Tuesday, August 16, 2016

7 Reasons Why Your Next Router Should Be a Google OnHub

First they came for your search engine. Then they came for your web browser and your smartphone. And now? They’re coming for your home — and here’s why that’s a great thing. We are, of course, talking about Google!
Routers are typically messy and complicated affairs. Without a lot of research, networking can be quite challenging to learn and more than most everyday Internet users really want. This gets even more stressful when something goes wrong with a router.

Most of us know the good old “turn it off, turn it back on” routine, but past that it usually means hours spent researching problems on tech forums. Google has decided that isn’t great for anyone and has instead created a simple user-friendly router called OnHub.
Here are several reasons why you should think about getting one.

1. Control Using Google’s App

For the launch of their brand new and simplified router, Google decided to eschew the standard web interface of nearly every other router and instead create an iOSand Android app that’s used to set up, monitor, and control the OnHub.
There is no messing around with web interfaces, hundreds of settings, and network SSIDs. Instead all the setup is done through the Google On app, making it quick and painless to get your network up and running.
After setup it provides a multitude of features including a live network map, and the ability to tap on a device for more information like connection status and IP address.
Using the app you can perform two types of speed tests: the first is the common speed test between your ISP and your router, the second allows you to test the speed between the OnHub and any connected device, allowing you to determine if slow speeds are because of your connection or your ISP.

2. Ease and Simplicity

The overarching theme of the OnHub is a singular focus on simplicity. This isn’t intended as a device for power users — not yet, anyway. The whole user experience has been designed for laymen, removing the jargon and technical aspects of routers that usually intimidate everyday users.
There is an option to enable a guest network which can be set up easily through the app, making sure that your private network stays secure but that there is still access for guests if they need it.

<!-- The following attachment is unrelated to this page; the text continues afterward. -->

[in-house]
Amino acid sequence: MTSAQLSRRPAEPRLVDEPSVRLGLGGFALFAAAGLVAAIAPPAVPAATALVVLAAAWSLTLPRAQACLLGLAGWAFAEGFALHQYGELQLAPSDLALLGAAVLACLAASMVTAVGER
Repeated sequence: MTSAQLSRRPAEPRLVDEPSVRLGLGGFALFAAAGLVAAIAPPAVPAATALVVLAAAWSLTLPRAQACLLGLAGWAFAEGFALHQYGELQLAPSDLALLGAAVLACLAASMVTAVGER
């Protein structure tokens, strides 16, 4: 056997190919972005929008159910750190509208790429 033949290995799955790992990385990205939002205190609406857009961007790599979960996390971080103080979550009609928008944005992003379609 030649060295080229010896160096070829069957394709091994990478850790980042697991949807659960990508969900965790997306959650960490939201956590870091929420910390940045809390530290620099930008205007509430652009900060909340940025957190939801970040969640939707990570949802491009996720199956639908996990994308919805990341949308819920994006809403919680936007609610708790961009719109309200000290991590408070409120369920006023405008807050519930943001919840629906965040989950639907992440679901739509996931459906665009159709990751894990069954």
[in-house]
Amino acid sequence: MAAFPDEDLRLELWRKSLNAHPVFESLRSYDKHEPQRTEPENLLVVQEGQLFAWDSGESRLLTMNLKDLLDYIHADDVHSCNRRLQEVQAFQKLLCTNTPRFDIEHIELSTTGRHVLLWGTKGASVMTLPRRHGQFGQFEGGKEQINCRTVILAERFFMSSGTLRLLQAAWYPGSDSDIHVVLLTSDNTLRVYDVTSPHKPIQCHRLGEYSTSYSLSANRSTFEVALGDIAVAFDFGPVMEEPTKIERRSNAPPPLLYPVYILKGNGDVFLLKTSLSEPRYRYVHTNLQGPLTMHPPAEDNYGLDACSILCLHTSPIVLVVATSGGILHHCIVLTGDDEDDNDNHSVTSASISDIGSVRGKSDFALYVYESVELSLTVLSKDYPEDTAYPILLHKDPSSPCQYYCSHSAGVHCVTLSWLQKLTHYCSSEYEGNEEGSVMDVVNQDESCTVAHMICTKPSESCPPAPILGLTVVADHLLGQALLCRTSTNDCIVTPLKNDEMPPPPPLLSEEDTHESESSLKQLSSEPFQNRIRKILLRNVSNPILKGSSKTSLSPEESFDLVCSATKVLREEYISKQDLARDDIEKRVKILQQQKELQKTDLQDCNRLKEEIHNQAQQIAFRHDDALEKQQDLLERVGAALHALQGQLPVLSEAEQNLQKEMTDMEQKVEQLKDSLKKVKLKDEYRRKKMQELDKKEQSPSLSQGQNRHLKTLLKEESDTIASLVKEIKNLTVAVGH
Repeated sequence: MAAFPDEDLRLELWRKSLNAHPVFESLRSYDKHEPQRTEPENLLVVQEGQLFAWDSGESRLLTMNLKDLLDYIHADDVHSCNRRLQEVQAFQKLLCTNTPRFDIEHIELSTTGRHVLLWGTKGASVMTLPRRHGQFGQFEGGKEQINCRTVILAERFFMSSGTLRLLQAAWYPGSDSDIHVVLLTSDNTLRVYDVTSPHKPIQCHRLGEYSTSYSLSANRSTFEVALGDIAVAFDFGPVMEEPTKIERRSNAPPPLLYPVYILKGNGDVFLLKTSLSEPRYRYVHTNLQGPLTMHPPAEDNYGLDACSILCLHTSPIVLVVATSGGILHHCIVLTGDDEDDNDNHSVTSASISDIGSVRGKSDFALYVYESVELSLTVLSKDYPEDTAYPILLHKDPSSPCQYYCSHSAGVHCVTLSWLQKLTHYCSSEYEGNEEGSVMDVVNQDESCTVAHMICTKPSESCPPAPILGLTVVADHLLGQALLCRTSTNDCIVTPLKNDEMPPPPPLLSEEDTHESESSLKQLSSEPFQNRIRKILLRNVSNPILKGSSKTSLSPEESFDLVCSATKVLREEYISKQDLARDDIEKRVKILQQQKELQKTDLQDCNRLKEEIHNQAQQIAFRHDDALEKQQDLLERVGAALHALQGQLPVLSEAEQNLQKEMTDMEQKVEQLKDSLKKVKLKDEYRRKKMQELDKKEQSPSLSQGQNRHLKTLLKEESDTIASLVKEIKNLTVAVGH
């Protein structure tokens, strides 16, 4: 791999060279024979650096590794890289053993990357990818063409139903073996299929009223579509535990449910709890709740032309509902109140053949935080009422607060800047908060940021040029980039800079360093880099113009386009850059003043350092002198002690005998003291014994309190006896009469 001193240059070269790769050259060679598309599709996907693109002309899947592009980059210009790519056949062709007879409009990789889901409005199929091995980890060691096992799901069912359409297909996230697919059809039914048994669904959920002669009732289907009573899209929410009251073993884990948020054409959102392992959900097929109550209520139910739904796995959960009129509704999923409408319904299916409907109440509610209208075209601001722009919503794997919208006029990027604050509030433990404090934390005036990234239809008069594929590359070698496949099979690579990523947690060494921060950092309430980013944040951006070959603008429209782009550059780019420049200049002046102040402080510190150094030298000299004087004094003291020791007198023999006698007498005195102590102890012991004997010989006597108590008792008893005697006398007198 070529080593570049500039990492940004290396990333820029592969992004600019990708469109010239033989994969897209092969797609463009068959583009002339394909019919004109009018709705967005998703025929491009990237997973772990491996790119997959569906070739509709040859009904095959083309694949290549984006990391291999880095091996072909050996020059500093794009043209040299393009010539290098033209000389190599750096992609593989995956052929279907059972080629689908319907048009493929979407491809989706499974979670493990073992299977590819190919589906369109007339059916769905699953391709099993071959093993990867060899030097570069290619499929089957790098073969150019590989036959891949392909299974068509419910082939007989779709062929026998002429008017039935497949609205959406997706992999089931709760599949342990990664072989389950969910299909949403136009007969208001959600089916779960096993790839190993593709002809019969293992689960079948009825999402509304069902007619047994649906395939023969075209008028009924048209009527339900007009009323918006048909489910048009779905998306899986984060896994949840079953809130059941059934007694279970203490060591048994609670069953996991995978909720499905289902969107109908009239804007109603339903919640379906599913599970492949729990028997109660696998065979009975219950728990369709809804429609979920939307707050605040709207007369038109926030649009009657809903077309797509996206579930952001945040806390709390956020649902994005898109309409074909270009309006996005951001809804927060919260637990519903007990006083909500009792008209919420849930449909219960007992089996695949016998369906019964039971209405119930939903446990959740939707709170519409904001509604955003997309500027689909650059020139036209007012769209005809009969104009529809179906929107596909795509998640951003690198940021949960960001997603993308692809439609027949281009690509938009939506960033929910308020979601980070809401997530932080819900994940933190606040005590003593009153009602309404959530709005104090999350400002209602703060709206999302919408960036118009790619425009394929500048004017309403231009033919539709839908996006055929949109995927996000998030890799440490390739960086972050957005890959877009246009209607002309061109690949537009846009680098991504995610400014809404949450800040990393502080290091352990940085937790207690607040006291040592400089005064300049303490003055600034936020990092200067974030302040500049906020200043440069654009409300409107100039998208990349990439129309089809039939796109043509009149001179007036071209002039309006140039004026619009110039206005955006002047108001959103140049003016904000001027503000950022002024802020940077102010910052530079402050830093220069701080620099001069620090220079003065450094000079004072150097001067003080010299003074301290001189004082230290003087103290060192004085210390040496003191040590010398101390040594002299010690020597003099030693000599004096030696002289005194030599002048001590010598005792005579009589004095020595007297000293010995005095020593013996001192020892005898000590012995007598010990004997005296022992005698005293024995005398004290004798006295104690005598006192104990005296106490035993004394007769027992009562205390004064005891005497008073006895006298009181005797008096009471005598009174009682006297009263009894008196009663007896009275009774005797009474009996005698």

Another neat feature of the guest network with OnHub is that you can allocate certain devices like your Chromecast or wireless speakers to the guest network, allowing visitors to use only the devices you want them using.
But what about that data hogger in your family that slows your network down by constantly streaming Netflix or downloading massively big games? With OnHub, you can switch to Priority mode for your own devices, which is similar to QoS management.

3. IFTTT Support

One of the best automation services around is If This Then That (IFTTT). Offering connections to over 300 apps and services, it allows you to create “if this, then that” statements (known as recipes) to control and automate your devices.
When Google updated the OnHub with IFTTT, it became the first router ever to support IFTTT. This is a pretty exciting look at Google’s plans for the future, but also gives a great and potentially limitless way to automate your life based on your OnHub activity.

Google released the above video to show off just a few of the ways that you can take advantage of the new IFTTT integration, including email notifications when someone arrives home, automatically locking your front door when you leave the house, and disabling security monitor notifications when someone is at home.
While these suggestions are a great starting point, as with other IFTTT connections, the future possibilities are endless.

4. Powerful Hardware

The OnHub is a well-powered piece of hardware featuring a dual-core 1.4 GHz processor, 4 GB of RAM, and a USB 3.0 port. This is unusual for routers because they typically wouldn’t be required to do the level of computing that the OnHub does (possibly hinting at what Google has in store for future updates).